“They say that home is where the heart it. I guess I haven’t found my home.”

These are the opening words to Ingrid Michaelson’s song, ‘Are We There Yet’. It’s not a song about racism but there it was, playing in the background while I was reading responses to the racist tweets directed towards Black players on England’s soccer team.

Responses that were reminding anyone who cared to remember that racism has no place here. Assume for the purpose of this article that ‘here’ was anywhere and everywhere that the author of the tweet called home.

Home is where the…

“We don’t all have to agree on approach, as long as we’re in it for the right reasons.”

“We need to be able to bring different perspectives into this topical area. After all, we can’t fight for diversity if we can’t have diverse views.”

I have heard each of these views ad nauseum when it comes to how we advocate in the social justice space. Generally speaking, they arise when people have disagreements about specific aspects of equality, equity, access, and opportunities.

Say, for instance, someone is a D&I consultant but believes in their heart of hearts that you can…

Jordan Alec-Cruise Armstrong died February 9, 1999 at the age of 17 months. He was a vibrant baby boy with a bright future, even if his beginnings were incredibly difficult.

Jordan was born September 4th, 1997 with a rare condition called gastroschisis. In this, his liver and intestines were on the outside of his body and doctors presumed he would not make it. They also presumed that he would not be able to eat by mouth for several years. To be clear, I didn’t blame the doctors for thinking these things, nor was I angry at them for putting a…

This past week, I was teaching a Culture Facilitation course when a student sent me a private chat in Zoom that read, “One day I want to be in the zone like you. I struggle with remaining calm and neutral but I’ll get there”.

Last week, I was facilitating a discussion in the aftermath of the Capitol insurrection when someone came to me during a break and said, “Your ability to remain calm amid incredible tension and searing dialogue is commendable”.

In a related side note, I am constantly reminded that when people give me compliments, I need to just…

Wake up. Take a shower. Brush your teeth. Get breakfast. Jump in the car. Go to work.

Be woken up. Harass your kids to take a shower and brush their teeth. Force feed them some form of breakfast. Get them on the bus. Get yourself presentable in seven minutes. Jump in the car. Go to work. Realize at 10:43 a.m. that the only thing you’ve eaten so far is the pavement you hit whilst you were running to a meeting that started 17 minutes prior to your arrival.

If you have parents living with you, add 15 additional steps.


“I love and respect my teammates, and I stand right there with them in regard to fighting for racial equality and justice,” Brees said. “I also stand with my grandfathers, who risked their lives for this country, and countless other military men and women who do it on a daily basis.”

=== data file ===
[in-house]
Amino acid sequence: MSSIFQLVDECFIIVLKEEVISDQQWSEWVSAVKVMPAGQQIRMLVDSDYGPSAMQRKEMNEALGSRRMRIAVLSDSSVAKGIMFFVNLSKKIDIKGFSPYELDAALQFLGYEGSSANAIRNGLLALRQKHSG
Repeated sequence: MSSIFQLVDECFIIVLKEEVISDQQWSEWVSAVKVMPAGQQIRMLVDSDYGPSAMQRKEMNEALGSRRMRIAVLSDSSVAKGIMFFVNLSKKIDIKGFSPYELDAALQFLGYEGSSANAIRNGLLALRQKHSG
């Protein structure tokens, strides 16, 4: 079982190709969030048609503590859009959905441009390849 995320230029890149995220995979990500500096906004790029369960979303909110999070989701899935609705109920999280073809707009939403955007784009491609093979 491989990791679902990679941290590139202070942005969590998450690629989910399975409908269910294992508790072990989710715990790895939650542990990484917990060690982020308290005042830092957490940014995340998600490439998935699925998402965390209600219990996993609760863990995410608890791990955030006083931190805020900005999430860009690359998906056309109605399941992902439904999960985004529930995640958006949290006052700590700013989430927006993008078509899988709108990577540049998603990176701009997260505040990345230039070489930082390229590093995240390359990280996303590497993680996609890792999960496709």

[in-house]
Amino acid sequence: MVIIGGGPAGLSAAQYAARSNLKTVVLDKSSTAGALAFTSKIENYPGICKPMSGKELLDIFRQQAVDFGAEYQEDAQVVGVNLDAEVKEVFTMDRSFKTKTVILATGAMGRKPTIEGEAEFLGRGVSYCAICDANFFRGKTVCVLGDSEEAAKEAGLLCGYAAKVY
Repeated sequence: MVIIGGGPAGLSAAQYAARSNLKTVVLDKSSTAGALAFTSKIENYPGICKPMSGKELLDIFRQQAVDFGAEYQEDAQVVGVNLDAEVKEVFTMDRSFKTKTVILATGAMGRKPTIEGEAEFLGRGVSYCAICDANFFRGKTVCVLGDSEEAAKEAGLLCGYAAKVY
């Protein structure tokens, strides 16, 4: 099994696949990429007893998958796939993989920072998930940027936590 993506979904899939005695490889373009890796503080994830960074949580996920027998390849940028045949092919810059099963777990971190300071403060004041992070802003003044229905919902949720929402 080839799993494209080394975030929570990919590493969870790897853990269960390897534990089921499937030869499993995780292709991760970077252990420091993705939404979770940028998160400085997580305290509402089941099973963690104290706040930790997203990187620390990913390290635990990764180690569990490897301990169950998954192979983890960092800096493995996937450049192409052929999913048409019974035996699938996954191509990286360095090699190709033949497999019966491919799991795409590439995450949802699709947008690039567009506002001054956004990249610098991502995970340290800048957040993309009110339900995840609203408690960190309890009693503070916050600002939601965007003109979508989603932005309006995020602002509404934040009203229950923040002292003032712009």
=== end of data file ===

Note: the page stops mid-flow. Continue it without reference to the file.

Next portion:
I believe that Drew Brees, quarterback of the New Orleans Saints, is a good guy and that he meant every word he said. I also believe that he is a naive danger to progress. It starts with him conflating military men and women fighting for this country and Blacks…

As America burns and peoples emotions range from annoyed to somber to angry to tired, there is an underlying question that each and every troubled soul should ask themselves.

What is the primary source of my pain?

This can seem like a simple enough question, particularly as a significant majority of American’s believe that the police murdered George Floyd. Even MSNBCFoxNewsCNN agree that the police committed murder and that is incredibly rare. Still, the aftermath of Floyd’s murder is going to paint a more accurate picture of where America stands in the face of justice. After all, we have been…

With every police killing of a Black man. With every instance of a white man or woman calling the police on a Black person for being Black. With each of these things, there are people looking at their version of the bigger picture and reminding us that, in the scheme of things, the numbers are not bad. They don’t say, “it’s not that bad” in a literal sense of course. Instead, they call for perspective amid the protests that often follow these racist acts. …

“In 2000, while on SNL, I made a terrible decision to do an impersonation of Chris Rock while in blackface. There is no excuse for this,” Fallon wrote on Twitter. “I am very sorry for making this unquestionably offensive decision and thank all of you for holding me accountable.”

Today, the hashtag #JimmyFallonIsOverParty is being floated with social media users calling for him to be cancelled for his impersonation. Some are making parallels to Megyn Kelly being cancelled for defending blackface costumes during Halloween.

We’ve seen this movie before and we will certainly see it again. Such are certainties in…

His is a picture you’ve seen a lot over these past several days.

Not months. Days. For while Ahmaud Arbery has been dead for three months, America is just now waking up to this reality. And as we weep again for a black life cut short, there are some who want us to remember that there are millions of white people who aren’t killing black people. As well, white America has become very good at being grief stricken in the moment and inactive in the long run.

Seeing people as statistics

“It’s not that I don’t think this is tragic. I want those fuckers…

Chris Armstrong

Certified Master Facilitator / Certified Diversity Executive / Award-winning leader in empowerment and equality.

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